Visit to a future sustainable neighborhood Pt 2

Once this sustainability revolution started to take hold, the ‘great sorting’ of deciding what was essential and what was simply voracious desire, reshaped many areas of society. And, so, it was decided to de-commodify food, education and healthcare, in line with a more ecological form of economics, where Nature has a seat at the boardroom table.

Standing Marx on his head: Rethinking socialism and sustainability

Marx is famous for standing Hegel on his head, arguing that ideas and culture are not the fundamental causes of a society’s form as Hegel claimed, but that it is the productive situation which determines a society’s superstructure of ideas and values. Sorry socialist comrades but he was wrong about that. And it’s important for thinking about revolutionary strategy.

The Art of the Legal Hack, as Pioneered by Janelle Orsi

SELC has advised over 1,500 grassroots groups, and when necessary, initiated policy initiatives to try to change laws and regulations that otherwise impede collective ownership and commoning.

George Monbiot’s Out of the Wreckage; A friendly critique

Few have made a more commendable contribution to saving the planet than George Monbiot. His recent book, Out of the Wreckage, continues the effort and puts forward many important ideas…but I believe there are problems with his diagnosis and his remedy. … the main goal is not a town containing nice things like community orchards, nor indeed one with robust community, but a town we run on principles of frugal, cooperative, needs-focused, local self-sufficiency.

Beyond Sustainability? — We are Living in the Century of Regeneration

The term regenerative development, on the other hand, carries within it a clear aim of regenerating the health and vitality of the nested, scale-linking systems we participate in. At a basic level regeneration also communicates not to use resources that cannot be regenerated, nor to use any resources faster than they can be regenerated.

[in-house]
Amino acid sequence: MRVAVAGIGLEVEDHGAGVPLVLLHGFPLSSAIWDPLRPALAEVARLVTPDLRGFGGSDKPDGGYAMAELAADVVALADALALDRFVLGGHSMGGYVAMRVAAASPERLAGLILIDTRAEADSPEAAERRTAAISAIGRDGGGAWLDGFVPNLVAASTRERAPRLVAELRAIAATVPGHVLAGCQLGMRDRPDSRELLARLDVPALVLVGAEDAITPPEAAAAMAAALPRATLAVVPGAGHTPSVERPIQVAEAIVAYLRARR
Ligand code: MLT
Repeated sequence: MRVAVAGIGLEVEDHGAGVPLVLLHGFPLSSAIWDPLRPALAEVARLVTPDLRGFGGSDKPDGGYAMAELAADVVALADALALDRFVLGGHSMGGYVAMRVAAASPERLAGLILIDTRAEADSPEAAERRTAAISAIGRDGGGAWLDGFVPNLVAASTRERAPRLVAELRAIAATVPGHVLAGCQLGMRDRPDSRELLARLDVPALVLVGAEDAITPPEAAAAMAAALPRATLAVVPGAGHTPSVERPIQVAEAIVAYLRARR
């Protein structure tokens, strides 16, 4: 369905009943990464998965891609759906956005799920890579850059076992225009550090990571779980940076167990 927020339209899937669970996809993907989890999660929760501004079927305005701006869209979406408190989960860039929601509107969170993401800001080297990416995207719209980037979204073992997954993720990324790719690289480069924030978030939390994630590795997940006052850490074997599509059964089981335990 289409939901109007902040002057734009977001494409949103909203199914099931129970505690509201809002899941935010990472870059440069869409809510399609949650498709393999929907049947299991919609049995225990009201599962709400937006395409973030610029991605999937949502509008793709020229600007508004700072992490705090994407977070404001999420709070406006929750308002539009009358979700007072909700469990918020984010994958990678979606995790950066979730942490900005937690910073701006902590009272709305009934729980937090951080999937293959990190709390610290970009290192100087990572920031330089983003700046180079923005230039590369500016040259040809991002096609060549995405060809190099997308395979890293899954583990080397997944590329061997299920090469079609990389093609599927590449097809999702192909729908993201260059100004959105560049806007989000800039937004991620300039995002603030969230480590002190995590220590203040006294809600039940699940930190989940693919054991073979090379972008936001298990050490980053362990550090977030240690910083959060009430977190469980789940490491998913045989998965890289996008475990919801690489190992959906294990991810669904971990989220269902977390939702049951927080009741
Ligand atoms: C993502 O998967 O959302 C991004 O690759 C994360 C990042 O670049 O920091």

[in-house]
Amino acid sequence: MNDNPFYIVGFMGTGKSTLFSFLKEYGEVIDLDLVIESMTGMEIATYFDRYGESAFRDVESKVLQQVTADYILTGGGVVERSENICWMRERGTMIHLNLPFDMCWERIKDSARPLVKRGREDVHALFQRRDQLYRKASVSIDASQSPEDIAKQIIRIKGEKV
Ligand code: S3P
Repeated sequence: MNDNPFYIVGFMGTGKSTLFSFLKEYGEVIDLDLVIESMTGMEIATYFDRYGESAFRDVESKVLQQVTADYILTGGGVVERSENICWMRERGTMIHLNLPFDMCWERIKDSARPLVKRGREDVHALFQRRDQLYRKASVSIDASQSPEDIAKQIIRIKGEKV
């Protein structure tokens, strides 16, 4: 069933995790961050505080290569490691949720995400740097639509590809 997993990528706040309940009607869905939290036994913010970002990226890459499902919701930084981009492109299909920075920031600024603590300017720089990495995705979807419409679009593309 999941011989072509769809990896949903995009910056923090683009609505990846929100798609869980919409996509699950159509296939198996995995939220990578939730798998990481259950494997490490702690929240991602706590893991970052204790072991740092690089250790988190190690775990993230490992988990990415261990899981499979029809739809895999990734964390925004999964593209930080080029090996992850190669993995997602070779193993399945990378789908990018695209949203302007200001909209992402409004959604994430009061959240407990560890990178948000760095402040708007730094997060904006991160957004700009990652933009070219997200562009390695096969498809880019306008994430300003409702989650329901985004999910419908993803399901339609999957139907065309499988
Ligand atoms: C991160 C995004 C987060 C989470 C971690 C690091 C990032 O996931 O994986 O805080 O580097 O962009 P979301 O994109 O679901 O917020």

Can we create a durable future?

Our contemporary world is designed for impermanence — which also makes it resource- and energy-intensive as we invent, disseminate and discard a sea of gadgets, tear down and build an endless array of buildings, and junk and manufacture vehicles in an ever-repeating cycle. If we want to build a durable culture, we will have to slow down and rescale our lives and the life of our societies. But what would the outlines of such a culture look like?

3 Things We Learned About the Sustainability Movement at Future Earth

Future Earth is an open, international network of academic research projects focused on transition to a sustainable world. It’s an umbrella organization formed in 2015 to support these projects, foster collaboration between them, and serve as a bridge between the research community and the outside world for 10 years.